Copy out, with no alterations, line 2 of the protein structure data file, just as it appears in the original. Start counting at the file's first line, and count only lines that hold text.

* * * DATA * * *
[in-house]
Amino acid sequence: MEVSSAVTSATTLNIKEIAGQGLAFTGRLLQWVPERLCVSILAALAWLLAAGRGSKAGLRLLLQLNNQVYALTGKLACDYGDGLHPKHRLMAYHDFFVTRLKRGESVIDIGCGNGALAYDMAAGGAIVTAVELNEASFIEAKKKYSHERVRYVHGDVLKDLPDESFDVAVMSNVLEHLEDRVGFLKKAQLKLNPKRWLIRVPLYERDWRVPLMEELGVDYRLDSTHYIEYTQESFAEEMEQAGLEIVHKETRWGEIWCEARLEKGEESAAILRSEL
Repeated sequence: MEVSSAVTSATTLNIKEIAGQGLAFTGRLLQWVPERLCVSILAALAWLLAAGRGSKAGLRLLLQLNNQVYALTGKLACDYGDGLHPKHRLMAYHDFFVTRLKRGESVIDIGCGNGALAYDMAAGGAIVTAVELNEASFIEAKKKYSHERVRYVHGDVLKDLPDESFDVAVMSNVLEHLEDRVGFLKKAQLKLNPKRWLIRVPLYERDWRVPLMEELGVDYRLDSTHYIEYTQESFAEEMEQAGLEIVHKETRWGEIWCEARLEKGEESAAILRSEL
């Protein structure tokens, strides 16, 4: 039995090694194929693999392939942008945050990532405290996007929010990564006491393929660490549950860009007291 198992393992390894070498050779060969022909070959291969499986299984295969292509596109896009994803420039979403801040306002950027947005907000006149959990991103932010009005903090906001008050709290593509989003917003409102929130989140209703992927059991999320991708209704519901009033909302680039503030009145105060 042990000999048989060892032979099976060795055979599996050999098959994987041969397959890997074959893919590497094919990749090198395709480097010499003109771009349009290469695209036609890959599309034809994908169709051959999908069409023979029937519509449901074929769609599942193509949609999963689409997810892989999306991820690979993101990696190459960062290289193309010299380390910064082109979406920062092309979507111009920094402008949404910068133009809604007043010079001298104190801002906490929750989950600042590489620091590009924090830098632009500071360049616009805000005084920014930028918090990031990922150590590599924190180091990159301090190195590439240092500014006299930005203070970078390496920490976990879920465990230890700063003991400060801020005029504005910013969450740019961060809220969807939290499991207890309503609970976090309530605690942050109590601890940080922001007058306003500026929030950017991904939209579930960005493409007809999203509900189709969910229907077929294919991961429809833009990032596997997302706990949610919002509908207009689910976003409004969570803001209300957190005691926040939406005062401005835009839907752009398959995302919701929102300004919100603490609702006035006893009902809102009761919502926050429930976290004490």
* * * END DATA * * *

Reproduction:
Amino acid sequence: MEVSSAVTSATTLNIKEIAGQGLAFTGRLLQWVPERLCVSILAALAWLLAAGRGSKAGLRLLLQLNNQVYALTGKLACDYGDGLHPKHRLMAYHDFFVTRLKRGESVIDIGCGNGALAYDMAAGGAIVTAVELNEASFIEAKKKYSHERVRYVHGDVLKDLPDESFDVAVMSNVLEHLEDRVGFLKKAQLKLNPKRWLIRVPLYERDWRVPLMEELGVDYRLDSTHYIEYTQESFAEEMEQAGLEIVHKETRWGEIWCEARLEKGEESAAILRSEL